corporate sectors were under stress. Not just a small amount of stress, but one of the highest degrees of stress in the world. At its current level, India’s NPA ratio is higher than any other major emerging market (with the exception of Russia), higher even than the peak levels seen in Korea during the East Asian crisis (Figure 4).
Figure 4. NPA Ratios: Selected Countries (Per cent of Gross Loans)
Source: RBI for India. World Development Indicators, World Bank for others.
4.7 How can this possibly be explained? Typically, countries with a twin balance sheet (TBS) problem follow a standard path. Their corporations over-expand during a boom, leaving them with obligations that they can’t repay. So, they default on their debts, leaving bank balance sheets impaired, as well. This combination then proves devastating for growth, since the hobbled corporations are reluctant to invest, while those that remain sound can’t invest much either, since fragile banks are not really in a position to lend to them.
4.8 This model, however, doesn’t seem to fit India’s case. True, India had boomed during the mid-2000s along with the global economy. But it sailed through the GFC largely unscathed, with only a brief interruption in growth before it resumed at a rapid rate. According to conventional wisdom, this happened because Indian companies and banks had avoided the boom-period mistakes made by their counterparts abroad. More precisely, in this view, they were prevented from accumulating too much leverage, because prudential restrictions kept bank credit from expanding excessively during the boom, while capital controls prevented an undue recourse to foreign loans.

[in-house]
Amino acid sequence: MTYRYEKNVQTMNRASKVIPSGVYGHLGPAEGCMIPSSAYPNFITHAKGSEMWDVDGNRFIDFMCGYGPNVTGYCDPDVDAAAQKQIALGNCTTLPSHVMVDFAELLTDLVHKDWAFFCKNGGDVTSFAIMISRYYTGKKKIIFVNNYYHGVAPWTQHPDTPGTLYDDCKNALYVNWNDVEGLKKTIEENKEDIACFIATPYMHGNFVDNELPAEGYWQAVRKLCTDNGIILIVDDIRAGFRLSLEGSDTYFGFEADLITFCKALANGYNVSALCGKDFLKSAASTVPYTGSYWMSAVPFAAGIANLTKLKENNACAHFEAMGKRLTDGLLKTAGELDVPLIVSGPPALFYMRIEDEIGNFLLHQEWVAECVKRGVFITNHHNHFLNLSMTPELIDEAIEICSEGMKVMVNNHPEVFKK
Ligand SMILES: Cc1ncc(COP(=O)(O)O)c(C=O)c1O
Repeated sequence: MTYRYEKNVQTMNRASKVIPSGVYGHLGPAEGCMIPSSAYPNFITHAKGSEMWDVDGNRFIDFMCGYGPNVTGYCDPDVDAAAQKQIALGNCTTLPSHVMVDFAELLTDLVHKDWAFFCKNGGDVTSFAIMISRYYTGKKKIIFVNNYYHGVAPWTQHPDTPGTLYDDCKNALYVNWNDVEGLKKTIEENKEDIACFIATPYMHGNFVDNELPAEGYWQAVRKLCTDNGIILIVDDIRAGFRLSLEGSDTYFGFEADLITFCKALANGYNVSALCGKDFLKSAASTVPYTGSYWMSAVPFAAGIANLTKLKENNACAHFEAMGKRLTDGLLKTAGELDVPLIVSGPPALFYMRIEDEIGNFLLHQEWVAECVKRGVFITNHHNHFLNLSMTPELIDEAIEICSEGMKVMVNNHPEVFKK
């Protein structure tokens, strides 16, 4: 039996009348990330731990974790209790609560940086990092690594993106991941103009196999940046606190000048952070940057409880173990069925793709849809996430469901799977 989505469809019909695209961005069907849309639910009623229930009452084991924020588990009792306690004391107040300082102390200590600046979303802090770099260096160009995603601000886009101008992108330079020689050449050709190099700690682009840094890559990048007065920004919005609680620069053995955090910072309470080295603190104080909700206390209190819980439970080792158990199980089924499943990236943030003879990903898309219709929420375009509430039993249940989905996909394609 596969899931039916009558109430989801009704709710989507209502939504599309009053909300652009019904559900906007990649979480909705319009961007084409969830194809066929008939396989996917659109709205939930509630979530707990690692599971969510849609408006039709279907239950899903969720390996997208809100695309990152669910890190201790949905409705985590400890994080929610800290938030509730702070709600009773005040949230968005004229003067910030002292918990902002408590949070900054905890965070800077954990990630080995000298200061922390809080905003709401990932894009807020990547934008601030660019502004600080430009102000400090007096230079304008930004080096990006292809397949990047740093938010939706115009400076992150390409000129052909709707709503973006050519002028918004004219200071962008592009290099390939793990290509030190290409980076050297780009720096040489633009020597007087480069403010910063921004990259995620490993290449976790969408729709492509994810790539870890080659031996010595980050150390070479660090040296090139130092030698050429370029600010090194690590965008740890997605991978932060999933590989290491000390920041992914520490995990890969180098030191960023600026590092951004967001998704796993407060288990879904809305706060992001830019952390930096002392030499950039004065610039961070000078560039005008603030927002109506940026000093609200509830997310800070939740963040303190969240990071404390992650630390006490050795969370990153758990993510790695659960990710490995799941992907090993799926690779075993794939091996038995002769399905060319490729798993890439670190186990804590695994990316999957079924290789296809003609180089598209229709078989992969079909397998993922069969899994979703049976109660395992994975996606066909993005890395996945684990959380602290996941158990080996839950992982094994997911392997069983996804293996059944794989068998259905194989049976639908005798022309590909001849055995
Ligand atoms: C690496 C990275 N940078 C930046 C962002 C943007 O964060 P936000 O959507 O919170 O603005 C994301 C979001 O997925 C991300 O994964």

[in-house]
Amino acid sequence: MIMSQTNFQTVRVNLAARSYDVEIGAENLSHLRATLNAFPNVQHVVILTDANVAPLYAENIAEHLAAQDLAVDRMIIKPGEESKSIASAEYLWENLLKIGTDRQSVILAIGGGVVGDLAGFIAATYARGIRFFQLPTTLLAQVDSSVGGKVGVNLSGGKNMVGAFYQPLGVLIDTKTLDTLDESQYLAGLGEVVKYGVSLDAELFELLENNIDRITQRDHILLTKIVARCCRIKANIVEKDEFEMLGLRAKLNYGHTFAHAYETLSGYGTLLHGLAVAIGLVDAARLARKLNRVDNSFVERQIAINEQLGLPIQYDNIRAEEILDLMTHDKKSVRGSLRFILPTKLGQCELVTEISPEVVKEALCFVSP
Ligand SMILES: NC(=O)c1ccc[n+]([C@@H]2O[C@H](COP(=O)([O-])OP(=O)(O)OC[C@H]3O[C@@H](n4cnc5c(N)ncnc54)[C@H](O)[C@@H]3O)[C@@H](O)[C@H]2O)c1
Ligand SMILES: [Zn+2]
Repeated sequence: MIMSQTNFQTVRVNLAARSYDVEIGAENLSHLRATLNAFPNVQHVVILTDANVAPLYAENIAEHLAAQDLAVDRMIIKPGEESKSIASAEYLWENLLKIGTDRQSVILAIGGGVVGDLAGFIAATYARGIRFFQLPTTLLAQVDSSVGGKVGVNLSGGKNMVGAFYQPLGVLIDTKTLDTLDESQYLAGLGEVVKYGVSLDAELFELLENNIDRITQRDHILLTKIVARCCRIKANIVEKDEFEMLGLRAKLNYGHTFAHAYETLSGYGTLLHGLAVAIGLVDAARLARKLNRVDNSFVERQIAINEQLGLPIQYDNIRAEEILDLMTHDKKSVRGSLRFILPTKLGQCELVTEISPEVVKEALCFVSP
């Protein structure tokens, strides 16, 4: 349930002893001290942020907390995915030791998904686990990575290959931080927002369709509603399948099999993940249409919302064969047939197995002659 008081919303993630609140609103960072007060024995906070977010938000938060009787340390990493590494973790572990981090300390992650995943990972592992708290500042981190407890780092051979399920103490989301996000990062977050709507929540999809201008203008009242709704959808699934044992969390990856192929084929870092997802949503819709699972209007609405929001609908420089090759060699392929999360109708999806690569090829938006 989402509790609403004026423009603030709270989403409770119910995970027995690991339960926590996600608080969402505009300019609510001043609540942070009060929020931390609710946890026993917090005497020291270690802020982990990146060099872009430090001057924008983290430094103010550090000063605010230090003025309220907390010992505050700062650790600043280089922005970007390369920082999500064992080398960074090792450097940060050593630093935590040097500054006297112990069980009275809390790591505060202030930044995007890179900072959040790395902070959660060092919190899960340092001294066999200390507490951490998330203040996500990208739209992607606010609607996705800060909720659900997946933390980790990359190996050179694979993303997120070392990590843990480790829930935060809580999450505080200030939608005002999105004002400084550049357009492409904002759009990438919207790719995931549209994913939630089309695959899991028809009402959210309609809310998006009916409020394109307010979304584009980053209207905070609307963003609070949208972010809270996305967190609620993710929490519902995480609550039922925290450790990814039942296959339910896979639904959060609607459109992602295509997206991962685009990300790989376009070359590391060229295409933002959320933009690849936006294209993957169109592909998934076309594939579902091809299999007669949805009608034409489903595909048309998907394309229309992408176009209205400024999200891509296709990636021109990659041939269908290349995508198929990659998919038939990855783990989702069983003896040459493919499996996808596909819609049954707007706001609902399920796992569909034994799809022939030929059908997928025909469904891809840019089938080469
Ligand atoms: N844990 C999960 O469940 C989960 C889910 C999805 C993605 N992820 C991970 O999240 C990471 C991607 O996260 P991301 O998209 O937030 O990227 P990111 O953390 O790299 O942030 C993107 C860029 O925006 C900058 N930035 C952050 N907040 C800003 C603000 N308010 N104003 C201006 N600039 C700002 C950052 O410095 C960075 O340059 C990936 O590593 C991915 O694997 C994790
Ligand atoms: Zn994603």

4.9 If this narrative is correct, then it is puzzling that India nonetheless wound up with a twin balance sheet problem. Conversely, if the narrative is wrong and India followed the classic path to the TBS problem, then it is unclear why the consequences have seemed so minor.
4.10 One reason for the modest consequences comes readily to hand. In other TBS cases, growth was derailed because high NPA levels had triggered banking crises. But this has not happened in India. In fact, there has not even been a hint of pressure on the banking system. There have been no bank runs, no stress in the interbank market, and no need for any liquidity support, at any point since the TBS problem first emerged in 2010. And all for a very good reason: because the bulk of the problem has been concentrated in the public sector banks, which not only hold their own capital but are ultimately backed by the government, whose resources are more than sufficient to deal with the NPA problem. As a result, creditors have retained complete confidence in the banking system.
4.11 That said, India’s TBS experience remains deeply puzzling. This chapter attempts to answer four sets of questions:
4.12 The answers to these questions are complex. But the policy implications can be summarised easily enough. For some years, it seemed possible to regard TBS as a minor problem, which would largely be resolved as economy recovery took hold. But more recently it has become clear that this strategy will not work. Growth will not solve the problems of the stressed firms; to the contrary, the problems of the stressed firms might actually imperil growth.
4.13 To avoid this outcome, a formal agency may be needed to resolve the large bad debt cases – the same solution the East Asian countries employed after they were hit by severe TBS problems in the 1990s. In short, the time may have arrived to create a ‘Public Sector Asset Rehabilitation Agency’ (PARA, Box 1).